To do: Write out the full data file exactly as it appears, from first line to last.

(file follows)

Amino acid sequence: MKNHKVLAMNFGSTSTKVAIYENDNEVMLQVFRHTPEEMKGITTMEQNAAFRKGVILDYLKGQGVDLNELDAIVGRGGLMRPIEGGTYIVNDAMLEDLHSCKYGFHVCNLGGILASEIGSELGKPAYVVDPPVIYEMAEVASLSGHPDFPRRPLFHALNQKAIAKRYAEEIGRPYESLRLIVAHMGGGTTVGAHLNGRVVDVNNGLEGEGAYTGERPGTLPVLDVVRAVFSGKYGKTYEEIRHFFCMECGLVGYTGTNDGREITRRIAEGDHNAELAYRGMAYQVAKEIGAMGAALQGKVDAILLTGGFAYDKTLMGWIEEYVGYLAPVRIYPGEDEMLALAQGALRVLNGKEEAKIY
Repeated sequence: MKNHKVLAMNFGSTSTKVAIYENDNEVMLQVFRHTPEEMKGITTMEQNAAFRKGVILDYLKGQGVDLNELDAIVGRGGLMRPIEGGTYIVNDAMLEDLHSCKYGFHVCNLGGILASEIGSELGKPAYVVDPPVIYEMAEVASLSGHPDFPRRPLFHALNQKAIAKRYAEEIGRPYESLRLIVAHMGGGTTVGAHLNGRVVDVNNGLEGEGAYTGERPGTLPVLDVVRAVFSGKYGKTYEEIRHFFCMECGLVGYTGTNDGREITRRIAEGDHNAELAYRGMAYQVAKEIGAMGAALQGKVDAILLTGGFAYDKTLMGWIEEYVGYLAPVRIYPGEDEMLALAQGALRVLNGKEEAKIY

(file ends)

Amino acid sequence: MKNHKVLAMNFGSTSTKVAIYENDNEVMLQVFRHTPEEMKGITTMEQNAAFRKGVILDYLKGQGVDLNELDAIVGRGGLMRPIEGGTYIVNDAMLEDLHSCKYGFHVCNLGGILASEIGSELGKPAYVVDPPVIYEMAEVASLSGHPDFPRRPLFHALNQKAIAKRYAEEIGRPYESLRLIVAHMGGGTTVGAHLNGRVVDVNNGLEGEGAYTGERPGTLPVLDVVRAVFSGKYGKTYEEIRHFFCMECGLVGYTGTNDGREITRRIAEGDHNAELAYRGMAYQVAKEIGAMGAALQGKVDAILLTGGFAYDKTLMGWIEEYVGYLAPVRIYPGEDEMLALAQGALRVLNGKEEAKIY
Repeated sequence: MKNHKVLAMNFGSTSTKVAIYENDNEVMLQVFRHTPEEMKGITTMEQNAAFRKGVILDYLKGQGVDLNELDAIVGRGGLMRPIEGGTYIVNDAMLEDLHSCKYGFHVCNLGGILASEIGSELGKPAYVVDPPVIYEMAEVASLSGHPDFPRRPLFHALNQKAIAKRYAEEIGRPYESLRLIVAHMGGGTTVGAHLNGRVVDVNNGLEGEGAYTGERPGTLPVLDVVRAVFSGKYGKTYEEIRHFFCMECGLVGYTGTNDGREITRRIAEGDHNAELAYRGMAYQVAKEIGAMGAALQGKVDAILLTGGFAYDKTLMGWIEEYVGYLAPVRIYPGEDEMLALAQGALRVLNGKEEAKIY